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Epstein Trial: Gunman Kills Son Of Federal Judge Assigned to Bank Lawsuit

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EDITOR NOTE: This is a tragic story about an American family terminally impacted by the actions of an ideologically-driven and morally-bereft individual. In the backdrop is another set of morally and ethically bankrupt entities--Epstein himself and the bank that supported his illicit sex trafficking empire, Deutsche Bank. Yes, that Deutsche Bank. And that’s all that needs to be said.

A gunman posing as a FedEx driver shot and killed the 20-year-old son of a federal judge in North Brunswick, N.J., on Sunday, and badly wounded her husband.

The judge in question is Esther Salas. Earlier in the week, she was assigned to oversee a lawsuit brought by investors against Deutsche Bank over its involvement in the handling of financial matters related to sexual predator Jeffrey Epstein.

The motive for the shooting is unclear. On Sunday evening, federal law enforcement asked for the public’s help in solving the crime.

On Monday afternoon, multiple news reports cited police sources suggesting a deceased lawyer is a prime suspect in the case. The lawyer—who allegedly was a men’s rights activist with a case before the judge—was reportedly found dead hours after the shooting, and was in the possession of a package addressed to the judge.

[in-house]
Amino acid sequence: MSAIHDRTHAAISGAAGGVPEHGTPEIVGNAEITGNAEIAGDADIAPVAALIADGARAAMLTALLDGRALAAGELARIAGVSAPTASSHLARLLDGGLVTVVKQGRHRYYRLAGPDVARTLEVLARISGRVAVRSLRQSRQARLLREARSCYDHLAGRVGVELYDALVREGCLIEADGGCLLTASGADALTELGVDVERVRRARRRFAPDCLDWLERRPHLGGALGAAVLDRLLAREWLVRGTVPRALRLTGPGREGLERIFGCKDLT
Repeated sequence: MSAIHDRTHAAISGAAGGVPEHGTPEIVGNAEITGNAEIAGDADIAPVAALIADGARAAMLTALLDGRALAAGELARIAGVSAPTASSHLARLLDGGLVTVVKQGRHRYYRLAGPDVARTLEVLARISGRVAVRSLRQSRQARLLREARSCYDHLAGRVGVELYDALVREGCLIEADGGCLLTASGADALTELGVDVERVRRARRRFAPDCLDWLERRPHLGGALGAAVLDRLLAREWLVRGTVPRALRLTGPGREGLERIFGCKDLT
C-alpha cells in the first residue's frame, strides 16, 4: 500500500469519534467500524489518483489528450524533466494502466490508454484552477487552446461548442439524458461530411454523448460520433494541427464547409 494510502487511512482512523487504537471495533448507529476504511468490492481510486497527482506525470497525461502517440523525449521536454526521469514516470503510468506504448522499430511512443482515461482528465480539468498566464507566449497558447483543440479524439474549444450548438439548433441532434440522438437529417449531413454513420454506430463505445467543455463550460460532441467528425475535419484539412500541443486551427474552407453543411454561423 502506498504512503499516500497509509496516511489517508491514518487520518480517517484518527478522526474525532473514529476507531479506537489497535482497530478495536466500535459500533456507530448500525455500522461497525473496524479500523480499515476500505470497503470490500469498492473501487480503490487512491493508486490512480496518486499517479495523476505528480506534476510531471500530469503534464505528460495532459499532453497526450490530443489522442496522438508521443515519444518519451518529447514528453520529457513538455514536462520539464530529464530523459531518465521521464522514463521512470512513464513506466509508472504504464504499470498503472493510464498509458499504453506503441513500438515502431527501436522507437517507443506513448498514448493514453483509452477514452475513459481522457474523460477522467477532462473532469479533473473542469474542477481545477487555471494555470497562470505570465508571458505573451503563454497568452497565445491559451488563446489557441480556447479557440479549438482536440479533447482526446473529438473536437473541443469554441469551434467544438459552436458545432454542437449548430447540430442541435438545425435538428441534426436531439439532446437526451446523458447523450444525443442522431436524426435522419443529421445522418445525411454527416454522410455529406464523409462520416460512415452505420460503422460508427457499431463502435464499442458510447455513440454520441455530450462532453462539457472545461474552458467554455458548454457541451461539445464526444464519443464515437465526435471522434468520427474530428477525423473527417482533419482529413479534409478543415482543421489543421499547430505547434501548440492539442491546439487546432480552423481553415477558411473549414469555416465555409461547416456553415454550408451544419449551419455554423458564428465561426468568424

In the lawsuit against Deutsche Bank, investors claim they lost money as a result of the financial giant having to pay regulators $150 million for compliance failures related to Epstein. The disgraced financier was arrested for the sex trafficking of minors in 2019. He died in a Manhattan jail cell last August in an apparent suicide.

According to ABC News, the attack on Salas’s family occurred when her son, Daniel Anderl, or husband, Mark Anderl, opened the door to what appeared to be a FedEx deliveryman. Her son, a student at Catholic University, was shot through the heart; Salas’s husband is in the hospital.

Some have speculated on Twitter that the attack may not be related to Judge Salas’s involvement in the Epstein case, but rather to her husband’s work as a criminal defense attorney.

Originally posted on Fortune

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